Last night I received a Google Alert for Glenda Watson Hyatt – one way to track what is being said about me on the web. I also receive alerts for cerebral palsy, virtual book tours and a few other key phrases; it’s like having my own research assistant.
Clicking on the link in the email, I was pleasantly surprised to see it is a video clip from the Misbehaving Women event held back in March. The clip shows Isabella Mori kindly nominating me for the award and then me give my brief speech using my laptop:
It is nice having that moment caught on video. However, I am little disappointed the camera wasn’t turned a few degrees to the right. One of the other award recipients Karen Taylor is Deaf and two of her colleagues graciously interpreted the evening for her. Had the camera included the interpreter in the shot, then this YouTube video would have been more accessible to those who are Deaf.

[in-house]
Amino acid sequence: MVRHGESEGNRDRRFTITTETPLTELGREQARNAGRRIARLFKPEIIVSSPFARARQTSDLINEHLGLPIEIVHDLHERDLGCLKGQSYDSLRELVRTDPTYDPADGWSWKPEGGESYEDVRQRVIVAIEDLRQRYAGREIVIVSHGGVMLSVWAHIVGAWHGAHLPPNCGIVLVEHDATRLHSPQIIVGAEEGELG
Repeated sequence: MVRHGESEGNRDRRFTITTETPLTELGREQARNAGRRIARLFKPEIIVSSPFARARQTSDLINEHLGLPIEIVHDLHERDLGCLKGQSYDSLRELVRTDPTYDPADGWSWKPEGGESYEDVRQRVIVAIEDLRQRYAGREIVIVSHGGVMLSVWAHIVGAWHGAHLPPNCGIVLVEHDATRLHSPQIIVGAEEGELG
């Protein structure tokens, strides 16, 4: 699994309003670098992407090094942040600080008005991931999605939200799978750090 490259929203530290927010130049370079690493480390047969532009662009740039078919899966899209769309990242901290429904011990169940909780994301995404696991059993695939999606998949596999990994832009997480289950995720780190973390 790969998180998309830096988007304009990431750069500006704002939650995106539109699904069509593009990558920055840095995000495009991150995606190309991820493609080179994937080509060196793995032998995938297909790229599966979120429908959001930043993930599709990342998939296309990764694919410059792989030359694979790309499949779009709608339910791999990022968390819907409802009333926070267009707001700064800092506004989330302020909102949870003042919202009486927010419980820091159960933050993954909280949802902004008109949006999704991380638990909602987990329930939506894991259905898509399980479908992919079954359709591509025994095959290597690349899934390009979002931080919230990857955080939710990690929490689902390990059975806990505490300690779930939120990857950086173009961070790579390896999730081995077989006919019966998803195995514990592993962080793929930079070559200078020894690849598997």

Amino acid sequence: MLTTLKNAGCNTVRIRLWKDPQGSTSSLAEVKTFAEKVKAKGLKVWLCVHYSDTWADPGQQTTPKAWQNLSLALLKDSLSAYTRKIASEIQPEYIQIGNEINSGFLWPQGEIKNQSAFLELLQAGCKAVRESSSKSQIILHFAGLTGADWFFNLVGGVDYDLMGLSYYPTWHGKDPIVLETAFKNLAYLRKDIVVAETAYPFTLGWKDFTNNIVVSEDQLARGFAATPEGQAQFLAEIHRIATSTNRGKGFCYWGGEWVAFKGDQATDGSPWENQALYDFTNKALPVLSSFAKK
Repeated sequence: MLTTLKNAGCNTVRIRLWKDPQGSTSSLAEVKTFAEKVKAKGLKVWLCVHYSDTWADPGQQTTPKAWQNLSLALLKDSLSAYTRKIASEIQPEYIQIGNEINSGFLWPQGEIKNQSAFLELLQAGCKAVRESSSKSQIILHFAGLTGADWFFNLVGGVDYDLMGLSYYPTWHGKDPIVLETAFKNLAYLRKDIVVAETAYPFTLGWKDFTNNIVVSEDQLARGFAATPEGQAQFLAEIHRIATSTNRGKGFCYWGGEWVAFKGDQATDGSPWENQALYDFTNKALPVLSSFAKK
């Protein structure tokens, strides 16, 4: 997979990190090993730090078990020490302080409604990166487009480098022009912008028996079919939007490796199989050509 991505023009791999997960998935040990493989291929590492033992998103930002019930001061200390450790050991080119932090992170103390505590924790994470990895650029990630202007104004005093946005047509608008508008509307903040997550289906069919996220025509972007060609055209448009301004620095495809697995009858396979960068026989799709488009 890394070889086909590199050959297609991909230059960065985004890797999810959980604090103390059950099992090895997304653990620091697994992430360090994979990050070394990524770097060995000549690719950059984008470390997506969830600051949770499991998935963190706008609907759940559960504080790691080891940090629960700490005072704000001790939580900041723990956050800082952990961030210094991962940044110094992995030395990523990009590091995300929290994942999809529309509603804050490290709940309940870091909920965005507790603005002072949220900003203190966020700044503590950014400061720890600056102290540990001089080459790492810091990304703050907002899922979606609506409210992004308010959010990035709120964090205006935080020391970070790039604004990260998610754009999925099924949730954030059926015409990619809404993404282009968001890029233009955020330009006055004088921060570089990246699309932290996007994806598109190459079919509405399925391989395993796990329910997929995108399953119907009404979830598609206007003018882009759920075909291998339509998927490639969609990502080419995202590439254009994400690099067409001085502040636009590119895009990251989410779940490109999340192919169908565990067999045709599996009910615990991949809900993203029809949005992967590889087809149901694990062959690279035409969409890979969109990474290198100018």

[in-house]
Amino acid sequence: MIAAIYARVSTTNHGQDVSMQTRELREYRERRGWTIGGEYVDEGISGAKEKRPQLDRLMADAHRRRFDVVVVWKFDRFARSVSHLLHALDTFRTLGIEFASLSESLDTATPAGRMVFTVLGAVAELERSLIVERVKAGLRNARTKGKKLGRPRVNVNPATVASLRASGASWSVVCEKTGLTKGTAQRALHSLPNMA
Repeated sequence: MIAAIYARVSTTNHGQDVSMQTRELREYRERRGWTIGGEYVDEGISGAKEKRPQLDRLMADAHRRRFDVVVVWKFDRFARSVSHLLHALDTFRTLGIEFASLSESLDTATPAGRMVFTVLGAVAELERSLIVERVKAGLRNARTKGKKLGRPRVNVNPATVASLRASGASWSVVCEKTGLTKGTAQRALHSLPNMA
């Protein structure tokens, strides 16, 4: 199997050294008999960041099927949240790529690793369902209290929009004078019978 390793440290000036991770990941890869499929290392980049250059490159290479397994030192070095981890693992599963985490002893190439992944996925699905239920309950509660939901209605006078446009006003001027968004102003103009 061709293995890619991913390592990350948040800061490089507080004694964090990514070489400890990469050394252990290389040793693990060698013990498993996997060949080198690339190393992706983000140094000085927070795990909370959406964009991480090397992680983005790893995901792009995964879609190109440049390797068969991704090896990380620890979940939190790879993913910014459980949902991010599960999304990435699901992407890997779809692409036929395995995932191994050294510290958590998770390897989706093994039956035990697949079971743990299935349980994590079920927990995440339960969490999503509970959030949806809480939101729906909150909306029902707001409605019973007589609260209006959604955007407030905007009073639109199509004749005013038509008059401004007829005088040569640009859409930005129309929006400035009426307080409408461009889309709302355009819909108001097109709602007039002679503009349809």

(The transcript for my speech is provided in an earlier post.)
It is often assumed that accommodating people with disabilities is costly, complicated and time-consuming. However, in many situations, as with this video, the resources (the interpreters) were right there. The camera only had to be turned slightly to include both speaker and the interpreter to make the video more accessible without addition cost or effort.
That is what Accessibility 100 is all about – free and inexpensive ways to increase accessibility for people with disabilities. Accessibility 100 is launching soon! Stay tuned! Meanwhile, be sure to send in your submissions for the Logo Contest.If you enjoyed this post, consider buying me a cafe mocha. Thanks kindly.